• Rhode Island – 0.8% to 16% above $1.6 million. The exemption is not portable between spouses so a married couple still only has a $1.6 million exemption!

*Maryland has both inheritance tax and estate tax. However, the estate tax exemption is $5 million and a direct descendant doesn’t have to pay inheritance tax. It’s not bad for the RB40 household, but it really depends on your situation.

Estate Planning

Jackpot! We live in Oregon and have over $1 million in the estate. This isn’t that uncommon if you take life insurance into account. I have a $250,000 term life insurance policy and Mrs. RB40 has $500,000. We also have a house, rental condo, dividend portfolio, retirement accounts, and our real estate crowdfunding investment. We’ll assume everything adds up to about a $3,000,000 estate. If we get into a car accident and pass away, Oregon would take about $100,000 right off the top.

For us, Oregon is the worst state to die in. Let’s see if other states are better. The exemption is per person so the estate tax would be levy on whatever is above that.

  • Massachusetts – about $40,000 in estate tax
  • Rhode Island – $71,000 estate tax. Yikes, the
  • Pennsylvania – $135,000 inheritance tax.

From this section, we’ll add OR, RI, MA, and PA to the worst states list. Unexpectedly, Pennsylvania is worse than Oregon.

You can read more details on the 17 states with death taxes at the AARP.

State and local taxes

Next, we’ll look at state taxes. Each state has its own tax structure so this one is tough. I’ll share what our taxes look like in Oregon. If your state is worse, let me know in the comment section. There are three main ways a state levies taxes – income tax, property tax, and sales tax. Personally, I prefer sales tax over income tax because I’m frugal. We don’t buy a lot of stuff. Income tax sucks because the money is taxed right when it comes in. Anyway, here is what a FatFIRE family would pay in Oregon.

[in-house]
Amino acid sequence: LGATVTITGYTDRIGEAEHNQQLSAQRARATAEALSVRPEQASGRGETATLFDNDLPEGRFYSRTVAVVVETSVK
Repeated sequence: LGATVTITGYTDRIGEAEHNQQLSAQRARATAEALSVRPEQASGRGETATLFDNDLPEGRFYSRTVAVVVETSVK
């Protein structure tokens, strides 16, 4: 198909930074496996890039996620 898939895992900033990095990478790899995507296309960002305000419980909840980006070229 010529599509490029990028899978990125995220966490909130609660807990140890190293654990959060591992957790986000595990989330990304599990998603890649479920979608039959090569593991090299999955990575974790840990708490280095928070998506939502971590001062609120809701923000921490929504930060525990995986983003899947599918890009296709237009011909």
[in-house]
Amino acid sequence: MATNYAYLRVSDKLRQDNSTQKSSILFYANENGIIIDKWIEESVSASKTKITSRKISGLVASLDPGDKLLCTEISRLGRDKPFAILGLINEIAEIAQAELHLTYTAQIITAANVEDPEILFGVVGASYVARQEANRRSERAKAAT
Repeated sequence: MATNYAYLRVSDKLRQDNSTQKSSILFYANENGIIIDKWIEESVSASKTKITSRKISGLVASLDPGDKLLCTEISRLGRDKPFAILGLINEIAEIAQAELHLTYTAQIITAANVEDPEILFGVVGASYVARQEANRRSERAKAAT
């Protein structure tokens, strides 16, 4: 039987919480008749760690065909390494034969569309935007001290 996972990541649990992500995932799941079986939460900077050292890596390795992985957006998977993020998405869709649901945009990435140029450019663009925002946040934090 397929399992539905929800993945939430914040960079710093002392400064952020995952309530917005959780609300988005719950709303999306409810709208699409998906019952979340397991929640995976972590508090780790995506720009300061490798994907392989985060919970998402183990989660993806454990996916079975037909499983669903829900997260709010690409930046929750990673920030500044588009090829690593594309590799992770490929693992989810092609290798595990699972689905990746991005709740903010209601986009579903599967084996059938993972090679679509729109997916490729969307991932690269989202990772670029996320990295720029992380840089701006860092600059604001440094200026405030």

• Oregon state income tax on $100,000 income (married) – about $7,500.
  • Property tax in Portland ($300,000 assessed value) – $8,000.
  • Sales tax – $0. We don’t have a sales tax in Oregon.

So, we pay about 15.5% to live in Portland, Oregon. It’s lower in other Oregon cities, but not by a huge amount. Post FIRE, this is a huge burden. Other states with high tax burdens are California, Hawaii, New Jersey, Minnesota, and New York.

Let’s crunch the numbers for Palm Springs, California. We may move there to be closer to our families someday.

  • CA state income tax on $100,000 income (married) – about $3,000. The tax brackets are pretty good for this income level.
  • Palm Springs property tax (assessed value $300,000, a small house) – $4,000.
  • CA sales tax (spend $50,000 on taxable goods) – $3,500.

Whoa, did I make a mistake here? It looks like a retiree in Palm Springs pays less tax than Portlanders, about 10.5%. Maybe we should accelerate our relocation plan.

From this section, I’ll add Oregon, California, and Hawaii to the list. Let me know if I need to add other states.

Cost of living

Lastly, we’ll look at the cost of living. This one is complicated because every location is so different. The cost of living in Portland is much higher than in other cities/towns in Oregon. This is mostly due to the cost of housing. In a normal year, we spend about $50,000 and live a pretty comfortable lifestyle. I think the cost of living is moderate here for FatFIRE.  Also, our cost of living would stay about the same if we move to Palm Springs, CA. That’s fortunate because it’s bad to increase your COL after retiring.

The states with the highest cost of living are Hawaii, California, New York, and Massachusetts. We’ll put these on our list too. Oh, the cost of living is also very high in Washington, D.C. Let me know if the cost of living is very high in your city/town. We can add it to the list.

Here is a nice site to compare the cost of living between two cities. I also used this site to figure out local taxes.

Worst States to live after FIRE

Alright, here are the winners! This is for a family with a net worth of between $2 million to $5 million. If you’re worth more than this, you definitely need to talk to an estate planner.

worst states

If you live in any of these states, you might want to consider relocating to a more affordable location. Let me know if there are any mistakes here.